Date: 8th February 2008 at 4:32pm
Written by:

As Yosser might say, ‘Gissa Job’.

Holy Moses!

With his means of execution hanging around the necks of Christendom, I don’t think many people underestimate the suffering of Jesus and even if, from his hand-picked posse of twelve blokes, there wasn’t a single mensch amongst them; when it comes to suffering moaners long-term, Moses takes the Matza.

Spending the best forty years of your life leading a bunch of kvetchers to the promised land, seems no way to spend your retirement. Moses was Eighty when he took on the job – he obviously had a British pension – and boy did they wear him out. Even on a regular diet of quail and manna sandwiches, they still found plenty to kvetch about and he only had to turn his back for a moment and they were back to setting up idols and worshipping the golden calf, instead of sticking with the forty year plan. When Moses returned, he had to kick some serious arse to get them back with the programme and I bet he sometimes regretted giving up that nice quiet job in shepherding business.

Even then, I bet the kvetching never stopped and some were heard to say, ‘Egypt wasn’t so bad – give me frogs and locusts, I’ve had it with the quail’.

So it can be no surprise that after Villa’s disappointment at the Cottage last week, the nudniks would come out of the woodwork and try and start a shemozzle, about how O’Neill is a schmo because he failed to sign one the legion of world stars, who were queuing round the block to join Villa. The kvetchers are like some hysterical Muter going meshugas because their kind is on the pot and won’t make a plotz. Kush meer in tokhes. Tokhes oyfn tisch.

Oy vey – enough already.

It was almost predictable that Villa would come back from Fulham with bubkes, as Hodgson had added several inches and a few extra stone to his squad, while Villa had had their moorings to terra firma severely tested, by them having five players called up to Camp Capello. I think most of the fans were distracted by the flattery (it was totally amazing), never mind the players. By the time long-time absentee Jimmy Bullard, had created one goal and spectacularly scored the winner, there was a touch of the inevitable about it.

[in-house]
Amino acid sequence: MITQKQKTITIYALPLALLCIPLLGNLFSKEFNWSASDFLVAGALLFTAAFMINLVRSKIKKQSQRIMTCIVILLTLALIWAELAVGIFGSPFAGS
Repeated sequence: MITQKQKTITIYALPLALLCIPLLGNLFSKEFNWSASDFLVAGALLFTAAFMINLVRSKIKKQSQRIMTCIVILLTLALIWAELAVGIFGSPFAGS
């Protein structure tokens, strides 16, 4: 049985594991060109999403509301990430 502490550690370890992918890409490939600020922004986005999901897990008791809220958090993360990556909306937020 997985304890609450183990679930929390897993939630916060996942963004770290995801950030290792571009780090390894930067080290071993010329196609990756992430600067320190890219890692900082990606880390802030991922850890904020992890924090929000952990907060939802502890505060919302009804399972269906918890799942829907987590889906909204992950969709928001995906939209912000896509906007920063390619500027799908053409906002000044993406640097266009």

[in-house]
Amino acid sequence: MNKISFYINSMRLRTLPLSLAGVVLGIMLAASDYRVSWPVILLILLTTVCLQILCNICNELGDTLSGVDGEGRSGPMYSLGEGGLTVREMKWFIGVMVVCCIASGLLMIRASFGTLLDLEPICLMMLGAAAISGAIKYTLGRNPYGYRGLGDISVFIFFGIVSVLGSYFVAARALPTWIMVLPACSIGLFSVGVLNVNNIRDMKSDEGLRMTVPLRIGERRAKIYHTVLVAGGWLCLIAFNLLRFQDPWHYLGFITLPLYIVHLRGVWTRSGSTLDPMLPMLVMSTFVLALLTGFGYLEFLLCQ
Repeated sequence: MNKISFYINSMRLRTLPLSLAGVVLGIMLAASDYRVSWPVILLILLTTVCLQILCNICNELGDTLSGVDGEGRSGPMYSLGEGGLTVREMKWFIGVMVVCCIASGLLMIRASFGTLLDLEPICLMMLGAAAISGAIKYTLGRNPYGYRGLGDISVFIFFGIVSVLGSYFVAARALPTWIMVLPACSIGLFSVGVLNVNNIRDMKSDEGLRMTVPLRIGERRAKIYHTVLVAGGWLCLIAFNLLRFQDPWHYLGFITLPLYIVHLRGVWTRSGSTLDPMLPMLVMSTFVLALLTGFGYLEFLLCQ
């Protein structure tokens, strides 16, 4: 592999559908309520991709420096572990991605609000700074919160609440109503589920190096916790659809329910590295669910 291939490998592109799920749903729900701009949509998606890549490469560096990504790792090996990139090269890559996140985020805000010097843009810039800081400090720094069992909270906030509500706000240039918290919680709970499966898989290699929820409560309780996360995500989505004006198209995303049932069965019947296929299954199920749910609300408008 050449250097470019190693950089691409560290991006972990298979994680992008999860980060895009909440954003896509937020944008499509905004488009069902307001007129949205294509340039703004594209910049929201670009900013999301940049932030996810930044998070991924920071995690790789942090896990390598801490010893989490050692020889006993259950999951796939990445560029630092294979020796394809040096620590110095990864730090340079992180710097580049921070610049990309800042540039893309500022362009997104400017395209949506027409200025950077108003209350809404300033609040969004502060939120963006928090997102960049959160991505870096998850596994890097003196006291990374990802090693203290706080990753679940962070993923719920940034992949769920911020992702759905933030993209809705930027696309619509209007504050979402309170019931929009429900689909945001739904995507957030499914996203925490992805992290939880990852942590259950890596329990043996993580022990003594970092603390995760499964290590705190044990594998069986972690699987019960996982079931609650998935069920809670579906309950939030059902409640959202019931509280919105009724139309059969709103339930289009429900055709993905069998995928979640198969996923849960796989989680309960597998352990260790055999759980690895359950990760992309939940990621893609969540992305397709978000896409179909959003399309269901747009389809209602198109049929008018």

Okay, so Villa weren’t great but they came as close as you can get to a scruffy draw – their usual fallback position on off-days. But with all sincerity, no one with a single sporting corpuscle in their body, on
consideration, could really deny Bullard his day in the sun, after his sixteen months absence with injury. And for the Villa lads it was a reminder of the pressure and distraction, which is part and parcel of plaudits and praise. One minute you are being told you are the dog’s cahones and the next, someone is begging to differ. When you consider the sort of hype and exaggerated praise, players in the very best teams get, its amazing that they can play at all.

Just another of Kipling’s impostors.

In the end, after all the blather and excitement only Gareth got to start in the team, while Ashley was handed the Brian Little award for his five minutes in the national shirt. And, for once, Villa’s Mr Cool looked slightly nervous, as he waited to come on, and it kind of demonstrated how scary it has become, to wear that shirt in front of eighty thousand of England’s finest kvetchers, who now boo where they used to sing.

Of course I was doing my own kvetching at home, as is unavoidable when watching England but I promise you I was not booing. I was more concerned with England’s apparent inability to pass the ball, which tends to confound me more than playing it backwards to the goalkeeper. England were far from great but the new guy seems to have ditched the traditional politics of player power and privilege, which is very cheering. Beckham will obviously get his hundredth cap eventually but the whining from certain pros, gave the clue that there has been an undercurrent of grace and favour, running through the whole England set-up for too long: even if we didn’t really need telling. More importantly, the absence of Owen made the strongest statement, because under all previous managers, that shirt was his for the asking, just as it was for Shearer before him, and that just wasn’t right.

In fact the boy Shearer had one of his best games ever and showed quite a bit of promise with his statement, that if England fail under such a winning manager, then we need to start asking serious questions about the quality of the players. This was the first coherent and original opinion I have heard him utter, since he was handed the keys to the BBC’s green room, and it seems all those hours preparing for his Newcastle interview are beginning to pay off. With Hansen inevitably slipping into the role of sex-god for the mature female viewer – the new Des Lynham – a place has opened up for another bloke’s bloke, along side the uber-grumpy Lawro. Meanwhile, Ian Wright actually looks depressed, and I am not sure he is entirely happy, with having to tow the line and say things he just does not believe, about the new regime. Either that, or he is still traumatised by England’s failure to qualify for the European Championships, this summer.

Change the football analysts, change the kvetchers and the kibitzers but they’ll still struggle to find too much to rave about when it comes to the England team. England may have found themselves a new Moses to try and negotiate the laborious schlepp to the next World Cup but every Englishman will need the patience of Job.

As Yosser might say, ‘Gissa Job’.


2 Replies to “Something For The Weekend (174)”

  • Great stuff.
    Your right our players being in the limelight really didnt help, we need to go by unoticed from now on and sneak into europe.

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